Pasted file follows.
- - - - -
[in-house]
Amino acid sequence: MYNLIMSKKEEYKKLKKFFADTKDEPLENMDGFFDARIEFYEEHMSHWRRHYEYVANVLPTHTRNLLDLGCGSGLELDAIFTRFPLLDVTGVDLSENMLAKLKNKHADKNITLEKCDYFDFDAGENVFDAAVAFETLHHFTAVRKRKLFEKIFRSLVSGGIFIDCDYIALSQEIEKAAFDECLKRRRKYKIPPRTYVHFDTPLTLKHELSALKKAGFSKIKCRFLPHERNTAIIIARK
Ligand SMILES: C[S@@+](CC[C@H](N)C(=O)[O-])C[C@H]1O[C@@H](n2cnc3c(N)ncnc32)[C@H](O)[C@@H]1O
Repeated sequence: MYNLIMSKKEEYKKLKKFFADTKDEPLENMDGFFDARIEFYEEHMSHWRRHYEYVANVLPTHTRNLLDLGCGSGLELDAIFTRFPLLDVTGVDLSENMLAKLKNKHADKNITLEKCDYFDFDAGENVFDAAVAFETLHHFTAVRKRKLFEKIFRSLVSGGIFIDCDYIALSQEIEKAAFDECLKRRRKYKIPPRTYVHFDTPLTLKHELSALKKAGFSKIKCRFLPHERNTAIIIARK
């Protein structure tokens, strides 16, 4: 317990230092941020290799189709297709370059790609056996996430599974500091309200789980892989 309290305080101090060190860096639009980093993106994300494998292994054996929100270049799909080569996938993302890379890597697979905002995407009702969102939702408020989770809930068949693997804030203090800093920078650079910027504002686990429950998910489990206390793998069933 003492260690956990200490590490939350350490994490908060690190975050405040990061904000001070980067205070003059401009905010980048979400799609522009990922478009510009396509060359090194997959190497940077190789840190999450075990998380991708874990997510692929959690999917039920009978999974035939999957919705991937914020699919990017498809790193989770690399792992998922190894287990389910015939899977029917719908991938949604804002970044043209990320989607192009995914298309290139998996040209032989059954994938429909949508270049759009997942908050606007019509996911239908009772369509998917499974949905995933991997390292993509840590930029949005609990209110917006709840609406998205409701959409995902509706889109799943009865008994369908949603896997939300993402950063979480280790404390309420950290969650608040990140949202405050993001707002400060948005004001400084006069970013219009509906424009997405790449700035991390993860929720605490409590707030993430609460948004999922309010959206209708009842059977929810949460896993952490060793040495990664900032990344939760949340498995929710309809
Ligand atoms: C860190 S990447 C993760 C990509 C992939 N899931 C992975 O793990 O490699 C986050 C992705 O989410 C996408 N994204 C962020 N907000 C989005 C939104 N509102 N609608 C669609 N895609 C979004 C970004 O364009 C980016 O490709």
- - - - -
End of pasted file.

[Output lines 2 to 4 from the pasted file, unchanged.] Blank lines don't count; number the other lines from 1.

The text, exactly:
Amino acid sequence: MYNLIMSKKEEYKKLKKFFADTKDEPLENMDGFFDARIEFYEEHMSHWRRHYEYVANVLPTHTRNLLDLGCGSGLELDAIFTRFPLLDVTGVDLSENMLAKLKNKHADKNITLEKCDYFDFDAGENVFDAAVAFETLHHFTAVRKRKLFEKIFRSLVSGGIFIDCDYIALSQEIEKAAFDECLKRRRKYKIPPRTYVHFDTPLTLKHELSALKKAGFSKIKCRFLPHERNTAIIIARK
Ligand SMILES: C[S@@+](CC[C@H](N)C(=O)[O-])C[C@H]1O[C@@H](n2cnc3c(N)ncnc32)[C@H](O)[C@@H]1O
Repeated sequence: MYNLIMSKKEEYKKLKKFFADTKDEPLENMDGFFDARIEFYEEHMSHWRRHYEYVANVLPTHTRNLLDLGCGSGLELDAIFTRFPLLDVTGVDLSENMLAKLKNKHADKNITLEKCDYFDFDAGENVFDAAVAFETLHHFTAVRKRKLFEKIFRSLVSGGIFIDCDYIALSQEIEKAAFDECLKRRRKYKIPPRTYVHFDTPLTLKHELSALKKAGFSKIKCRFLPHERNTAIIIARK